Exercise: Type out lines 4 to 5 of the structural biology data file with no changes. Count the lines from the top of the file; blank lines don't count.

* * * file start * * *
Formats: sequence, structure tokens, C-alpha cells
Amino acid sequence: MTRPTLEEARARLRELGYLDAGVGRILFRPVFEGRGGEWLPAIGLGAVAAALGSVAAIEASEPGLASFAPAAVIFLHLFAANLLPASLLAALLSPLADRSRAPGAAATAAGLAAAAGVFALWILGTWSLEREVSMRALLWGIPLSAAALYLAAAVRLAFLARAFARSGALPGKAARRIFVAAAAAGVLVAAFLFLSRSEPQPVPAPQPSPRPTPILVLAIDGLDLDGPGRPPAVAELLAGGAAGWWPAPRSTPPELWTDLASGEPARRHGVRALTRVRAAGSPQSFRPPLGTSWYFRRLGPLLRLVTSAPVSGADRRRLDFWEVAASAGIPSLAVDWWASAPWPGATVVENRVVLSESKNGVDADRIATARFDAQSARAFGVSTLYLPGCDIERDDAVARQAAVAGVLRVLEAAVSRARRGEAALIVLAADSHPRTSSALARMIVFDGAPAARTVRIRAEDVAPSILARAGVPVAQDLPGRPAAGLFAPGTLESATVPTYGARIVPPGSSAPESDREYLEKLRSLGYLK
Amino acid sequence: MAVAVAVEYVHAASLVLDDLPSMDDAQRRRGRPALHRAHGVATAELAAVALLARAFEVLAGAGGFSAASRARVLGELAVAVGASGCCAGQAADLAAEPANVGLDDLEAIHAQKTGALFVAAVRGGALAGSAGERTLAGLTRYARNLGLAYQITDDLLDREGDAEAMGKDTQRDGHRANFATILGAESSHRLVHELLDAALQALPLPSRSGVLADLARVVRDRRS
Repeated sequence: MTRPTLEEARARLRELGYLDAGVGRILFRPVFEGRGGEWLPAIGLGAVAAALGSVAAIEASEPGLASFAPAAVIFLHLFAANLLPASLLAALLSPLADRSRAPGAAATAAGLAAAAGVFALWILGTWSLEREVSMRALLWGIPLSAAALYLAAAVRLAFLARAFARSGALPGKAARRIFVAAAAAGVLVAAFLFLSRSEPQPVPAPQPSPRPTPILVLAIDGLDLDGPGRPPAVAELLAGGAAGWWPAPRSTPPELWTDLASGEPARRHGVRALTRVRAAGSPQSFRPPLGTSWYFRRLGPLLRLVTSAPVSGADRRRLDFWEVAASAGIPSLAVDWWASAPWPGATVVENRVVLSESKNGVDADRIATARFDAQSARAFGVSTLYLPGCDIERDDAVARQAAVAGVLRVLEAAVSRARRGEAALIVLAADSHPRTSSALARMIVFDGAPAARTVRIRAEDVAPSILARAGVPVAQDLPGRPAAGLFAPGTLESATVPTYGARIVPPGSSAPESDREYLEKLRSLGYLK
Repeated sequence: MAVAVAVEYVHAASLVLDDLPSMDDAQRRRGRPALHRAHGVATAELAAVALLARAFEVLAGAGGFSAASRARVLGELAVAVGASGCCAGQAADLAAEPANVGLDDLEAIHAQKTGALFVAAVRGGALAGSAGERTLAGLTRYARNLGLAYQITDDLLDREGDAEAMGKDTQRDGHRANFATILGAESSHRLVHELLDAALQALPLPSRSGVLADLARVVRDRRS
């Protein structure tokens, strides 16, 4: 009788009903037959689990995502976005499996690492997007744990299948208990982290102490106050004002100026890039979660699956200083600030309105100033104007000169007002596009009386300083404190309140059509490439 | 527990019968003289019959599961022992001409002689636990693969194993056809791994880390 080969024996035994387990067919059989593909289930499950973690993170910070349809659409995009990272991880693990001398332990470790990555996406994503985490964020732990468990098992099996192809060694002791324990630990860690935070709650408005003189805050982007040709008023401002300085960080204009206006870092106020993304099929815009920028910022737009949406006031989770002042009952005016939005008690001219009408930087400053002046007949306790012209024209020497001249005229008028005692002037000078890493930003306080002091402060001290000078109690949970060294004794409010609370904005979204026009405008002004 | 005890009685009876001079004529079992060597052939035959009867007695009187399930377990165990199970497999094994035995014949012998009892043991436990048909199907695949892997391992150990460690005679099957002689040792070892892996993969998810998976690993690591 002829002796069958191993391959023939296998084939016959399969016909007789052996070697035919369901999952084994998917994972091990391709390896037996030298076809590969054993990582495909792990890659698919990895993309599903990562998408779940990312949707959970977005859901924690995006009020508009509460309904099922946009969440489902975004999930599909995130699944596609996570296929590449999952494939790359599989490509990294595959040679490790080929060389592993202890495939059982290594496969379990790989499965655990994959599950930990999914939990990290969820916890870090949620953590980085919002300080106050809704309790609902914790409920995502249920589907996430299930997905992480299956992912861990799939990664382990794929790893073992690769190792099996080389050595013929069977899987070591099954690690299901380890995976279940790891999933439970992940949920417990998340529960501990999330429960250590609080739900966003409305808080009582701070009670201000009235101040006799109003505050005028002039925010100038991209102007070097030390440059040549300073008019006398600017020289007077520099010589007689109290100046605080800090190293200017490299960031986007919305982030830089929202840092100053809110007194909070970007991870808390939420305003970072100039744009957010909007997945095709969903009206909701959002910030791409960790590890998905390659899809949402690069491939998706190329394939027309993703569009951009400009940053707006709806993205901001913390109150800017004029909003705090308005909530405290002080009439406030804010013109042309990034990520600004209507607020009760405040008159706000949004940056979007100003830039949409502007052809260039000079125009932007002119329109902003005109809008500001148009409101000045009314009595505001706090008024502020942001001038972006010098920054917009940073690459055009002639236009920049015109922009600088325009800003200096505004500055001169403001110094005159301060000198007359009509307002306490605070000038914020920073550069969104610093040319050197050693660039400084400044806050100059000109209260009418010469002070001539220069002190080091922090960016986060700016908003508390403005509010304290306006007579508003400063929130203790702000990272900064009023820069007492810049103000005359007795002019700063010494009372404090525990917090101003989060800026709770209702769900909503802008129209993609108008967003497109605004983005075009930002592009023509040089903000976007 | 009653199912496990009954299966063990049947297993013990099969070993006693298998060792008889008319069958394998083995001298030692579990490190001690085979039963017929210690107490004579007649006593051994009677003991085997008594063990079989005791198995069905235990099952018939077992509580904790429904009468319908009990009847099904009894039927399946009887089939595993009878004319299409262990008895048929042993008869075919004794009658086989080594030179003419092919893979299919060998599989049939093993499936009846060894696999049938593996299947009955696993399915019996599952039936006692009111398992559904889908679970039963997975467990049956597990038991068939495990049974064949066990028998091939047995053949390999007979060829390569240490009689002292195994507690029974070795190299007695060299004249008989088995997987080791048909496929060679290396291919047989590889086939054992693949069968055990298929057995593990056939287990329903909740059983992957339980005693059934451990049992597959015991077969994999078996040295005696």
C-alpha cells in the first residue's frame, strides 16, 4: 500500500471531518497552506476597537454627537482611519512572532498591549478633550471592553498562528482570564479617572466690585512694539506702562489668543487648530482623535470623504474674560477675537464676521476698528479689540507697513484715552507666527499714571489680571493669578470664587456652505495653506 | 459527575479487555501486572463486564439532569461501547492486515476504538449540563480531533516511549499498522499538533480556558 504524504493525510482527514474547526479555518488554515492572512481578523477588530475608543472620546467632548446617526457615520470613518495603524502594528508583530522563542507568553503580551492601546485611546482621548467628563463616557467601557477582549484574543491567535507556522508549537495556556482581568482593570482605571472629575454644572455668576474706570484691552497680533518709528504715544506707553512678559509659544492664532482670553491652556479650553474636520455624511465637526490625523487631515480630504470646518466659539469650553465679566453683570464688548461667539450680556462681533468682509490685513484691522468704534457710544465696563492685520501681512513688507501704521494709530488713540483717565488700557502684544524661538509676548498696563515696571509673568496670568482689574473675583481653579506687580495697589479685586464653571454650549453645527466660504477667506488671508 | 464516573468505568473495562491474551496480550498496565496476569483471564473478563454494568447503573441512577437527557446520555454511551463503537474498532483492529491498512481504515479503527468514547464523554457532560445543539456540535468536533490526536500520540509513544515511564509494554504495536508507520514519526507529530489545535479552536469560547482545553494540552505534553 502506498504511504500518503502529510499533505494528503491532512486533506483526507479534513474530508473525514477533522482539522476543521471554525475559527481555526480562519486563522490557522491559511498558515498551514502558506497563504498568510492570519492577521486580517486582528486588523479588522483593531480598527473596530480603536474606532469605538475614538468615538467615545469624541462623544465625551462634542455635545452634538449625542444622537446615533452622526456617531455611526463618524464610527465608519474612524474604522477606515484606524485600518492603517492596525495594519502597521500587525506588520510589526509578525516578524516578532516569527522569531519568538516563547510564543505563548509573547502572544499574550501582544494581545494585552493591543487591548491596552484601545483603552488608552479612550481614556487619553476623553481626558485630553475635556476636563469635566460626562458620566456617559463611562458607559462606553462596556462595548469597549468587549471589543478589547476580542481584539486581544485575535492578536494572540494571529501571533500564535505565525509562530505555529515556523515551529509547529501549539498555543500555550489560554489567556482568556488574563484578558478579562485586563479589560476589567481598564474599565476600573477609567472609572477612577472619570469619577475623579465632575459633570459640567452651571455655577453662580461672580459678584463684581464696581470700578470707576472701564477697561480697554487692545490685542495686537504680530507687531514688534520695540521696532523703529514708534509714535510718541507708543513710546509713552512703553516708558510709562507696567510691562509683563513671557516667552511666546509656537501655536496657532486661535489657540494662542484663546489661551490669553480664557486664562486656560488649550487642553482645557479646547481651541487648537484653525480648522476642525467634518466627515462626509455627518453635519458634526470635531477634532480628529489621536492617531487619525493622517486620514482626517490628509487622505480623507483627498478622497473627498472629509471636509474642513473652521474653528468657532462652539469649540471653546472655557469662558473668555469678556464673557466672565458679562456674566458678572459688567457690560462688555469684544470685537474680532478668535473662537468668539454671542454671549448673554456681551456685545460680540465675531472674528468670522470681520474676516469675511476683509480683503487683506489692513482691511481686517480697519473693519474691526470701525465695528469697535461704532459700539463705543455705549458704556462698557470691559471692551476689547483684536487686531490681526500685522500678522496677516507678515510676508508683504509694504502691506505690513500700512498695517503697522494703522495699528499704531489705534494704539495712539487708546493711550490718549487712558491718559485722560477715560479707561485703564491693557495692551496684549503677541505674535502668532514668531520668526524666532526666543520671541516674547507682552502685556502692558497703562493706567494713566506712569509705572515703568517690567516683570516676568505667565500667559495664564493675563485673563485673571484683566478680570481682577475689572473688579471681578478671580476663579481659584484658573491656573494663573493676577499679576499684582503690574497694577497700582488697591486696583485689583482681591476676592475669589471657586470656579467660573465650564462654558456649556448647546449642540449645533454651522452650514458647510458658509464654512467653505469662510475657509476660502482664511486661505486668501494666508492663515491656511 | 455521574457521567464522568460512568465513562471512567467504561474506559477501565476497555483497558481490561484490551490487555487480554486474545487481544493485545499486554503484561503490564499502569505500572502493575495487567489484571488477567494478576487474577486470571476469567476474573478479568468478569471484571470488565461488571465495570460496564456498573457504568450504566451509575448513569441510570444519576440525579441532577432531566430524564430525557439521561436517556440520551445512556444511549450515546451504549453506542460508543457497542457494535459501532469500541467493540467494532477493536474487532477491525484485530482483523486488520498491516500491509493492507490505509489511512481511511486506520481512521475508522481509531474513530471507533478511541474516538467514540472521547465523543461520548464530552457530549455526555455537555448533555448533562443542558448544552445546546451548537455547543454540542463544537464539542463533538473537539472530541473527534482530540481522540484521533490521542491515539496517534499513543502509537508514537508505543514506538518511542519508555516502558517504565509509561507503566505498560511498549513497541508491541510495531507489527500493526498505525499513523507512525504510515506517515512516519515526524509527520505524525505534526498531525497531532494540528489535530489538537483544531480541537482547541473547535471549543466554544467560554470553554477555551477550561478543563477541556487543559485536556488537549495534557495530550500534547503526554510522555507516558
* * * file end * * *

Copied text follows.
Repeated sequence: MTRPTLEEARARLRELGYLDAGVGRILFRPVFEGRGGEWLPAIGLGAVAAALGSVAAIEASEPGLASFAPAAVIFLHLFAANLLPASLLAALLSPLADRSRAPGAAATAAGLAAAAGVFALWILGTWSLEREVSMRALLWGIPLSAAALYLAAAVRLAFLARAFARSGALPGKAARRIFVAAAAAGVLVAAFLFLSRSEPQPVPAPQPSPRPTPILVLAIDGLDLDGPGRPPAVAELLAGGAAGWWPAPRSTPPELWTDLASGEPARRHGVRALTRVRAAGSPQSFRPPLGTSWYFRRLGPLLRLVTSAPVSGADRRRLDFWEVAASAGIPSLAVDWWASAPWPGATVVENRVVLSESKNGVDADRIATARFDAQSARAFGVSTLYLPGCDIERDDAVARQAAVAGVLRVLEAAVSRARRGEAALIVLAADSHPRTSSALARMIVFDGAPAARTVRIRAEDVAPSILARAGVPVAQDLPGRPAAGLFAPGTLESATVPTYGARIVPPGSSAPESDREYLEKLRSLGYLK
Repeated sequence: MAVAVAVEYVHAASLVLDDLPSMDDAQRRRGRPALHRAHGVATAELAAVALLARAFEVLAGAGGFSAASRARVLGELAVAVGASGCCAGQAADLAAEPANVGLDDLEAIHAQKTGALFVAAVRGGALAGSAGERTLAGLTRYARNLGLAYQITDDLLDREGDAEAMGKDTQRDGHRANFATILGAESSHRLVHELLDAALQALPLPSRSGVLADLARVVRDRRS